There are different ways to look at technological progress and its influence on a setting. GURPS primarily has two sources which talk about this: UT and Space. This seems to be something that’s missing from 3e, by the way.
Ultratech: Technology Paths
Ultra-Tech offers a list of nine (plus one) fixed tech paths as inspiration for building a setting. These are:
- Conservative Hard SF Characterized mostly as a “cautious extrapolation of present-day science”, we could also call this “today, just better”. It explicitly calls for no new gadgets to be invented after TL9 - everything just becomes better. An example for this would probably be the Expanse, which does not introduce any radically new technology (in the first books).
- Radical Hard SF Emphasizing transformational technology (the description mentions AI, genetic engineering, nano-stuff, robotics, uploading, and mega-engineering), this essentially takes Conservative Hard SF and actually thinks about possible results of introducing this technology. Poster boys are probably THS and Eclipse Phase 1.
- Cyberpunk Emphasizes cybernetics, medical science, and computers. The idea is to produce a climate in which constant change (and the corresponding societal stress) becomes the norm. I’ll note Shadowrun in here.
- Nanotech Revolution This is essentially the idea that nanotechnology not only becomes possibly but useful and ubiquitous. Ultratech mentions the Singularity as a common trope. An example is Diamond Age.
- Emergent Superscience This concentrates on introducing a single (or several) advanced technology which is introduced and then follows changes that occur because of this invention. UT calls the Culture series an example; I don’t think I’d agree with this.
- High Biotech Essentially replacing metal with flesh (and plant fibres). I’m not sure this is sufficiently different from the other paths - it’s mostly a flavour to take. Look at the Night’s Dawn trilogy for two contrasting flavours (bio and tech)
- Retrotech This is a previous TL but with SPACE (UT claims TL6 or TL7). Robots etc might exist, but advanced computation doesn’t. These might not be as bad as slide rules in space, but don’t include good AI or guided weaponry. Star Wars.
- Safe-Tech This is mostly a switch you can choose to remove the more revolutionary things (genetic engineering, neural interfaces, cybernetics, nanotech, swarms, and AI or mind emulation). This produces far fewer questions for the GM to answer.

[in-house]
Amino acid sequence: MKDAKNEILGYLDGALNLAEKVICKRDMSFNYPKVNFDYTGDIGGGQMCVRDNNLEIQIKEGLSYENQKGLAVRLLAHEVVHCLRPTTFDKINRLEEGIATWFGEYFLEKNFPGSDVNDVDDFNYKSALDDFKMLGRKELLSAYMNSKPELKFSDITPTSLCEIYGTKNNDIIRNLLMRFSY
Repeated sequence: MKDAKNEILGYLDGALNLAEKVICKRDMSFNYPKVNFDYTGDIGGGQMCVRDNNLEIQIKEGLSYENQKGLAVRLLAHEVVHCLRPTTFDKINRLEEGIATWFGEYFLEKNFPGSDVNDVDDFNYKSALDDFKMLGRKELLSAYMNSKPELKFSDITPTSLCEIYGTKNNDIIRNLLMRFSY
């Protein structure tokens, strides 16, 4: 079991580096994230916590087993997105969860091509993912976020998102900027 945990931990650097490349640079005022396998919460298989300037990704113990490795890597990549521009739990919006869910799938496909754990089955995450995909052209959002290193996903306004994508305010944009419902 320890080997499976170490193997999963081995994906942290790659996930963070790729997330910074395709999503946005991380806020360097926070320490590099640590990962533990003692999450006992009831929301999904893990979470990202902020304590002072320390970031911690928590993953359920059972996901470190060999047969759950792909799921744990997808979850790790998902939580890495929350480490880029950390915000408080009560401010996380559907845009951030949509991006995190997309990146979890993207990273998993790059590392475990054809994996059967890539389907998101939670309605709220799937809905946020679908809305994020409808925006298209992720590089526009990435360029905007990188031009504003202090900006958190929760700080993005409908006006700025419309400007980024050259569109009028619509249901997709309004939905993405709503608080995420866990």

- Psi-Tech What if everyone had psychic powers (or tech like that)? Nah, I’m just not interested in that.
- Unlimited Technology A very short description to just allow everything, and the consequences are that “it allows for future worldbuilding on a grand scale” (although it does warn that it might be challenging to the GM, that’s rather an understatement).
n-body politics is somewhere between Conservative Hard SF or Radical Hard SF; I’m not yet sure. It’s not Cyberpunk (too optimistic), not Nanotech Revolution (the problems seem quite large), and neither Emergent Superscience (FTL travel has been around for decades). It has a technological rather than a biotech focus. Retro- and Safe-tech are right out, and so is Psi-Tech.
Gurps Space talks about Miracles, which are “some area of technology that has a significant effect on the environment in which adventures take place.”
- High Industrial is essentially the same as our world, but more. Better tools, not different tools. There are two subforms, Retrotech and Safetech, both of which are somewhat similar to the UT definitions.
- High Biotech, for which they even note THS as an example, is again essentially the same as UT’s definition.
- High Cybertech is, too. They again note THS as an example.
- High Nanotech, yet again.
- Many Miracles is somewhat similar to UT’s unlimited technology option. It too warns of more effort for the GM and an issue with familiarity.
My own Thoughts
For me, the categories mentioned in both UT and Space don’t quite fit - they combine flavour (biotech) with consequences (retrotech, safetech, revolution) and stories (emergent superscience).
Instead, I see those as orthogonal axes on which to place your setting: Those are
- flavour, for example biotech <–> metal tech
- radicalness, safetech <–> radical
- plausibility, for example what UT calls hard SF <–> PsiTech
In these, n-body politics would be classified as rather towards metal tech, rather towards revolution, and rather towards hard SF:
biotech <----*-> metal tech safetech <----*-> radical plausible <-*----> kitchen sink
Disruptive and Revolutionary Tech
So, what’s tech that’s disruptive to the setting (i.e. leading to one that’s quite different from today)? UT does list a few, namely AI, genetic engineering, nanofactories, robotics, self-replicating machines, uploading, and mega-engineering. Let me also add Memetics, which THS seems to be very fond of, cybernetics, and information technology.
I’ll be looking at these technologies, how using them might transform a setting, and which ones I’ll use over the next posts.
As vicky molokh pointed out, Eclipse Phase has sufficient strange things in it (Psi, most things created by the TITANS) to push it out of the Hard SF part. It definitely is radical, though. ↩